Trump Budget Would See Oklahoma Spend $1.5B on SNAP (Public Radio Tulsa)

By Matt Trotter

President Trump’s budget would put a substantial burden on Oklahoma to make sure poor families are fed.

The president proposes cutting Supplemental Nutrition Assistance Program funding 25 percent, or $193 billion, over 10 years. Earlier this year, House Republicans proposed cutting SNAP 20 percent over the next decade.

“Because 93 percent of SNAP spending goes directly to food assistance, a cut of that size would require restricting SNAP eligibility for needy people, slashing benefits or both,” Carly Putnam with the Oklahoma Policy Institute said in January.

That could mean more kids go hungry.

“Children receiving SNAP are more likely to be healthier than low-income nonparticipants and do better in school,” Putnam said. “And we know that from greater economic self-sufficiency to better health, for low-income children, SNAP reaps dividends well into adulthood.”

Most of the federal cut comes from making states pay a 25 percent annual share of SNAP benefits in five years. For Oklahoma, that’s $221 million.

Regional Food Bank of Oklahoma CEO Katie Fitzgerald said that’s untenable, given the current funding mix.

“If you look at all the food assistance in the state, 94 percent of the money we spend on food assistance and feeding Oklahomans is federal money,” Fitzgerald said. “Six percent is the private, nonprofit sector.”

Currently, one in seven Oklahomans rely on SNAP benefits.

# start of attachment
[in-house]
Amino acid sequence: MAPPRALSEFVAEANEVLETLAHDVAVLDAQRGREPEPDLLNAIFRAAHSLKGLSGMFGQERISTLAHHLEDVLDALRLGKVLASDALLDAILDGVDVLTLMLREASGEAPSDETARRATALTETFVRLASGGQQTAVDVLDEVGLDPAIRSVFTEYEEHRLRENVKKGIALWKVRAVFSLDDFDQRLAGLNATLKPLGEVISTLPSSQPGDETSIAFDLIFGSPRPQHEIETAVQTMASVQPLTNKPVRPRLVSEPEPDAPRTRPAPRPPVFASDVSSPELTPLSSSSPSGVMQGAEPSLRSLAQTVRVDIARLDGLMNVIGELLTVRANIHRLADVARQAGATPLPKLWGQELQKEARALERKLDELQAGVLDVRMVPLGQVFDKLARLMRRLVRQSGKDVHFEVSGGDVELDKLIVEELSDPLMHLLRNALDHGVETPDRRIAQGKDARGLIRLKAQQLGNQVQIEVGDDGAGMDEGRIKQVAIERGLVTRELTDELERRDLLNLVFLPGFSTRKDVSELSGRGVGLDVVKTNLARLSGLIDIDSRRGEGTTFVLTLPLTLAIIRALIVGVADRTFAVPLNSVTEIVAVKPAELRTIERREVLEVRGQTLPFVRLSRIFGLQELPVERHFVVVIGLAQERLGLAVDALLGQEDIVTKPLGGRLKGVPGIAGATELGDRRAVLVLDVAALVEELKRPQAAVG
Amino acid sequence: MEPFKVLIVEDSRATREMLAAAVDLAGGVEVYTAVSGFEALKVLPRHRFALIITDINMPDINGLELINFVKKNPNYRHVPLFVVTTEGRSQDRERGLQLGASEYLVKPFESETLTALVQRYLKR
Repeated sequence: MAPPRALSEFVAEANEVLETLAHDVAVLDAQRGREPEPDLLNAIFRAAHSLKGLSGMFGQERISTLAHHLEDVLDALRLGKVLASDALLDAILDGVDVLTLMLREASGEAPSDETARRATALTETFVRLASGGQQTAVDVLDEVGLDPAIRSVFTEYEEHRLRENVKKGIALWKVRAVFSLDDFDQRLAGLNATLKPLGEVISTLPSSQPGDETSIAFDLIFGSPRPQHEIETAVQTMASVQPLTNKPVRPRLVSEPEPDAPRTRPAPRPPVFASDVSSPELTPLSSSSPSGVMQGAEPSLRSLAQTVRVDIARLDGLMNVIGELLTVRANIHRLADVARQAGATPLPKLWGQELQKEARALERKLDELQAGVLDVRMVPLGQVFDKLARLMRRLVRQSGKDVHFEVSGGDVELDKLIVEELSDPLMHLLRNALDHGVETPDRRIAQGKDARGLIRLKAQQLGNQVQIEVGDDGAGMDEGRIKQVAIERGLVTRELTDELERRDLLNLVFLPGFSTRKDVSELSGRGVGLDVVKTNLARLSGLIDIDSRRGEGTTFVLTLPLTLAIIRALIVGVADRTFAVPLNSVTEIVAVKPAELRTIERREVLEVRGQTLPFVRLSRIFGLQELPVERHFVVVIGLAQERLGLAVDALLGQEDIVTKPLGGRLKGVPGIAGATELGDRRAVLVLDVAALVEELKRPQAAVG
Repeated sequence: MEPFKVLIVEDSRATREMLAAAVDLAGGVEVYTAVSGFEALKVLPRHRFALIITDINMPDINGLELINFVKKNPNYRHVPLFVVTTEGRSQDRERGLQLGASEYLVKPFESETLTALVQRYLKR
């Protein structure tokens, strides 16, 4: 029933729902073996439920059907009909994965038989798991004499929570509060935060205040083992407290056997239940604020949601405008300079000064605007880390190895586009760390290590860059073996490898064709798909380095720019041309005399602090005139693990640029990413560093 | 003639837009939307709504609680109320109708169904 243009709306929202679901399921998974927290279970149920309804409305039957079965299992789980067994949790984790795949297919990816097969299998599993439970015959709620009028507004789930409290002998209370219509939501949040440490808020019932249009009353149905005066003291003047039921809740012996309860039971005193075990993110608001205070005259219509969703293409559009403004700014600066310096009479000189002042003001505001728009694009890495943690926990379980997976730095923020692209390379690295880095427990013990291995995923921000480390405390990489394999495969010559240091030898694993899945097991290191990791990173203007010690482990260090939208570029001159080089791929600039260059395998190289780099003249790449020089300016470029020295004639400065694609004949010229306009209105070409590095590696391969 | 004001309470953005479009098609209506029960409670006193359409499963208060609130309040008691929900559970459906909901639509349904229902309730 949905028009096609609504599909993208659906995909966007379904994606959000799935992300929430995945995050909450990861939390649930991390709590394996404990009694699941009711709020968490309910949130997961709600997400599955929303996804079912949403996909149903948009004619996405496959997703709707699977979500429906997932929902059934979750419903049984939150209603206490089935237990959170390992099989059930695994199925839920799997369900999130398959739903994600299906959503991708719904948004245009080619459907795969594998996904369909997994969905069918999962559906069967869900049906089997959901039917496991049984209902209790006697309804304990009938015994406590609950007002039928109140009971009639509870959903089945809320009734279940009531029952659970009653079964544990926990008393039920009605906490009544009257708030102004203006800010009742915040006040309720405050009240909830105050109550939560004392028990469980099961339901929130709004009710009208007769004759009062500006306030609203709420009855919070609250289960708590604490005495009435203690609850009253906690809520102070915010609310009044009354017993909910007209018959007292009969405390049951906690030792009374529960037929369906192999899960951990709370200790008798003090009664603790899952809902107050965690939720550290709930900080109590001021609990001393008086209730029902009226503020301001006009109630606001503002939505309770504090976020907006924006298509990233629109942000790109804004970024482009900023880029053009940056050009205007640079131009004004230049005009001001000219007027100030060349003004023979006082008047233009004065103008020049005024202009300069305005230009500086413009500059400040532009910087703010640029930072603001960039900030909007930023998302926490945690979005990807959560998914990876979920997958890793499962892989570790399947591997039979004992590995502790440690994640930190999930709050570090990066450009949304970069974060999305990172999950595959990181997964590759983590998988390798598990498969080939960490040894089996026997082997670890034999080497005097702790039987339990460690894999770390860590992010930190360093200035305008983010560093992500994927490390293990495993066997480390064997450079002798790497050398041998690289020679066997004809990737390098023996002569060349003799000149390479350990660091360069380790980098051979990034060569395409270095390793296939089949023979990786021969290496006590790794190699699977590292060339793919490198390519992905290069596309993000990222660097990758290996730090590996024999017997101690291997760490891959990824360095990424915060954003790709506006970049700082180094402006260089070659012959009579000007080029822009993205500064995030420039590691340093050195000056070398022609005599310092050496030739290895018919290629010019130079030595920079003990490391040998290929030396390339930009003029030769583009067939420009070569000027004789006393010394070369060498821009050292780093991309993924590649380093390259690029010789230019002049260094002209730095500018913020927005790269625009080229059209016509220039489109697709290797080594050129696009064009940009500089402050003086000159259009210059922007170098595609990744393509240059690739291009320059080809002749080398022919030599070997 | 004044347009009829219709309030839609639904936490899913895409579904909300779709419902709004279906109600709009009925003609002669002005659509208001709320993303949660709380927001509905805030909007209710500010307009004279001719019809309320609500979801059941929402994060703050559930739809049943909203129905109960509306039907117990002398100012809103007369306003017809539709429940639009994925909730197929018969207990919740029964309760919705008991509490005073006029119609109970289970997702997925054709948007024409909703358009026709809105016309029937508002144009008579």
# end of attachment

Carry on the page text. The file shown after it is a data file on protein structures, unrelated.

Margaret (Maggie) den Harder obtained a Bachelor of Arts in Christian Theology from Seattle Pacific University and a Master of Public Administration from the University of Oklahoma. Originally from the Pacific Northwest area of Washington state, Maggie has called Tulsa home for the past 8 years. Since living in Tulsa, Maggie has worked in the legal field, higher education administration, and the nonprofit sector as well as actively volunteering in the community. Maggie also recently spent time at the City of Tulsa as a consultant and wrote the content for Resilient Tulsa, an action-oriented strategy designed to better equity in Tulsa. Through her work, community involvement, and personal experiences, Maggie is interested in the intersection of the law and mental health and addiction treatment issues, preventative and diversion programs, and maternal mental health, particularly post-partum depression and post-partum psychosis. While working at Oklahoma Policy Institute as a research intern, Maggie further developed an interest in family dynamics and stability, economic security-related stress, and intergenerational trauma.

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